madrean

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What I usually do is take a large plastic bowl and dump some sanitizing solution in it (I use sodium metabisulfate) and throw in the corks and swish them around. Sometimes I drain the solution out but normally I just leave it in the bowl and grab my corks out of the bowl as I bottle.

Smurfe:)

true that.

oh ya, spend the 60 bucks and get the "portuguese" floor corker. it is money well spent. bottles won't go flying, it literally takes 10 seconds to place the bottle, place the cork, and press the cork. and the sound it makes is really cool too.

you can get it at austin home brew supply.
 

jdymen

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I will be bottling for my first time in a few weeks. I have always sanitized brewing equipment and wine making equipment with Iodophor. This is an "air dry" iodine based sanitizer. Something is telling me NOT to soak my corks in the iodophor solution. Is this correct? Or is soaking them in iodophor acceptable? If not, what sanitizing solutions are available for corks?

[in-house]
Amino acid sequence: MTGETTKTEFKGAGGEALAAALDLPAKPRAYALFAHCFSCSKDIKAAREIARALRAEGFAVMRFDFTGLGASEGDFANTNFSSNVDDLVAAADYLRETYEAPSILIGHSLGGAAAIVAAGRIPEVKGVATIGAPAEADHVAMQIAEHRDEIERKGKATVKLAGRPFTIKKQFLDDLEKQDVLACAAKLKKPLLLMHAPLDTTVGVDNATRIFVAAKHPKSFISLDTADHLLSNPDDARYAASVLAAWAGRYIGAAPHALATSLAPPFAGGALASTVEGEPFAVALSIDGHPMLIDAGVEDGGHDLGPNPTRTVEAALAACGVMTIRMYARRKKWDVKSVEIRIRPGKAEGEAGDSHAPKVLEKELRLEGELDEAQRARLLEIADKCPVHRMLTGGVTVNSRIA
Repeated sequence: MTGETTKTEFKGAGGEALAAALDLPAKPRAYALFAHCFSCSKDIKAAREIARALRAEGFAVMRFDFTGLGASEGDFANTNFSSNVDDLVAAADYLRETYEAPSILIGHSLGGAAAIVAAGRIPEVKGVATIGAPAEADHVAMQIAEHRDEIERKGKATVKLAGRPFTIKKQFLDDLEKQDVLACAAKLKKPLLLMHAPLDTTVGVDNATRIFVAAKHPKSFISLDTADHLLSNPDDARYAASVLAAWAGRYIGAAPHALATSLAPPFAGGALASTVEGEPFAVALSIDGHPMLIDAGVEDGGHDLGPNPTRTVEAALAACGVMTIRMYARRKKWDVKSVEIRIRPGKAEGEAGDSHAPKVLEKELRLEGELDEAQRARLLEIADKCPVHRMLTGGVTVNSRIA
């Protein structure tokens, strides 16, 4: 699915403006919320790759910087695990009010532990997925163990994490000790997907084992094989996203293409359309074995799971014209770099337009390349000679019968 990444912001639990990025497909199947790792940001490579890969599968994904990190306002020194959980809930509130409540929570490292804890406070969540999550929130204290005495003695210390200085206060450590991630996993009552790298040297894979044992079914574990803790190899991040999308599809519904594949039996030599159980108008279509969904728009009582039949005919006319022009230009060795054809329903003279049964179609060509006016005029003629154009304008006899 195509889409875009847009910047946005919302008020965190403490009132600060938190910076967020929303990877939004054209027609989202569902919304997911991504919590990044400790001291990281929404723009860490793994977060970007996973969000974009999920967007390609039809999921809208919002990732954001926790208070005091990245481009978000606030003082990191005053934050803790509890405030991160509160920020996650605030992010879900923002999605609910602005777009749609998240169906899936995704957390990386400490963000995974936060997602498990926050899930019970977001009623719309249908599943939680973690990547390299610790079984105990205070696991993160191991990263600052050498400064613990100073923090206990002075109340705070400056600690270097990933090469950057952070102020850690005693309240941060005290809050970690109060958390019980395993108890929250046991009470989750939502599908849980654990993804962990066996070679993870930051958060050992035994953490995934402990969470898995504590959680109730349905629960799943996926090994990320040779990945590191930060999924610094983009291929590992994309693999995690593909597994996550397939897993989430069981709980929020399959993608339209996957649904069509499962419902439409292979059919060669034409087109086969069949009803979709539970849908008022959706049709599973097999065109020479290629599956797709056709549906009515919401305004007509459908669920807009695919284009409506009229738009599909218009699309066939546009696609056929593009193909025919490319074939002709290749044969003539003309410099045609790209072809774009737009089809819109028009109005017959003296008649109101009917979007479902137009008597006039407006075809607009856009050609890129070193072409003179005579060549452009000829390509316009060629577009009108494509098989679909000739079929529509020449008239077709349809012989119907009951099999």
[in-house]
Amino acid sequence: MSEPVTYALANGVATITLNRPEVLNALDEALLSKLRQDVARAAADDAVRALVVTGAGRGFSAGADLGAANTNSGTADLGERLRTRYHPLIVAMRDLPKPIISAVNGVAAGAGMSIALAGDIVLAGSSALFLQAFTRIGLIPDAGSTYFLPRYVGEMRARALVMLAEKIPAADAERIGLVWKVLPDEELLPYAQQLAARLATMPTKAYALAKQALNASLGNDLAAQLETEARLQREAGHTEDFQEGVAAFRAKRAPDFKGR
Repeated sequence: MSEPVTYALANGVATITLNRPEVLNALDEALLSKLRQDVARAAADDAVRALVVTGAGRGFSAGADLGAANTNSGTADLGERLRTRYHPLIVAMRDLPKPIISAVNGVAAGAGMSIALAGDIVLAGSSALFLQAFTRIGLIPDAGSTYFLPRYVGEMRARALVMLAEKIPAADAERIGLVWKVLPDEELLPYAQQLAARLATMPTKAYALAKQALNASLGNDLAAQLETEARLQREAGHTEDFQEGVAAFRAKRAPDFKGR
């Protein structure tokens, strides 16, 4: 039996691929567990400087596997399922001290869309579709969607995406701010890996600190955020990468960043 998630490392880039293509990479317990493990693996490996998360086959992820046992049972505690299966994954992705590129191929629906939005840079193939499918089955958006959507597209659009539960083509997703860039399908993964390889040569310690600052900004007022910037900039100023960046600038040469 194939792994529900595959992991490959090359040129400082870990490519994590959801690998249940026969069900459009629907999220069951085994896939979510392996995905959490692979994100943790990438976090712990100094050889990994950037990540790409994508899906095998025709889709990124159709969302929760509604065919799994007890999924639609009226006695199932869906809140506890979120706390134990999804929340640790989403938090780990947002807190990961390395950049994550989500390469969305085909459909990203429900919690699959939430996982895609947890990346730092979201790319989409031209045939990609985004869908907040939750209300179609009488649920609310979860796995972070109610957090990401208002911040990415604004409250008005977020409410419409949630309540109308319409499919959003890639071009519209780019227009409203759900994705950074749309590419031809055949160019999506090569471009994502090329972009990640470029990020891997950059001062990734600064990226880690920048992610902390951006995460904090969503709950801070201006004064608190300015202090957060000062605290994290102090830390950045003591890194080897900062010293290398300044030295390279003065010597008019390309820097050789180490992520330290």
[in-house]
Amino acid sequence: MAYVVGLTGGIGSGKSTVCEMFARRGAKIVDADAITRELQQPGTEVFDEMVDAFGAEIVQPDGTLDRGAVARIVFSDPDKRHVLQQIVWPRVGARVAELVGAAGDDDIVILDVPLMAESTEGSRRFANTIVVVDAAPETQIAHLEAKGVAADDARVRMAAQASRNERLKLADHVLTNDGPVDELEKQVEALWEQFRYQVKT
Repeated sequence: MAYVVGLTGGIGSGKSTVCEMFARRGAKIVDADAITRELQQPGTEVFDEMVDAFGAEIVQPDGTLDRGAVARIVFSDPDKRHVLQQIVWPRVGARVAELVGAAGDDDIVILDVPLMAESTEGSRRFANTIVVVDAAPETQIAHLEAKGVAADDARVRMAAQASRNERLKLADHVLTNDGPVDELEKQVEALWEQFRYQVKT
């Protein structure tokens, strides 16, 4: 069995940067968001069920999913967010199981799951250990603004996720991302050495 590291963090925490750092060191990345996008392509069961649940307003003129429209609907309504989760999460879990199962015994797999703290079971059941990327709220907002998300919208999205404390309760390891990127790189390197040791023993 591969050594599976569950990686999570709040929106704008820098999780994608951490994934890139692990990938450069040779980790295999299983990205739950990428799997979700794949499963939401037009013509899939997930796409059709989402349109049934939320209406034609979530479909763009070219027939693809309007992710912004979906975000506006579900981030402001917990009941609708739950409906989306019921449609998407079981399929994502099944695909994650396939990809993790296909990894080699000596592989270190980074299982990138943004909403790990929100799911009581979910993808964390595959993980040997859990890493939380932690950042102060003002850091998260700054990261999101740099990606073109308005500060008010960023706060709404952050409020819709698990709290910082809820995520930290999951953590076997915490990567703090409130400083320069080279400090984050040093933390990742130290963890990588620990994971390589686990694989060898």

I had heard that natural corks needed to be soaked in water for some set amount of time prior to bottling, is that true?

Basically, I'm looking for some generic instruction on bottling. Not how to rack it or siphon or use a bottling wand, but how to cork. I have only capped beer bottles and am a bit intimidated right now over corking the wine bottles. I have a double lever corker by the way.

I have worked with iodine products before. Its messy, you have to rinse very well or any trace of iodine will leave smell and taste to the wine. Its great to sanitize bottles and the hoses or pumps, but not recomendable for uneven surfaces (like corks).

I useed to sanitize equipment: Caustic (or any basic sanitizer), rinse, Citric acid, rinse, Iodine, and rinse. Iodine it is not that necesary in this case as i think, the head winemaker liked it this way.

Another sanitizer you can use is Mandate, its a milk factory sanitizer, you can substitute the citric acid with it, it works better.

Always use gloves and goggles when using caustic or acids.

Just use PMS in warm water to sterilize corks. The cork surface is very uneven, and you may get residues of products. The only 2 ways of cleaninng barrels (similar surface) are Ozone and PMS + Brush. I have used peroxide, but is more to take out the stains and only in the outside.
 
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danroh

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corks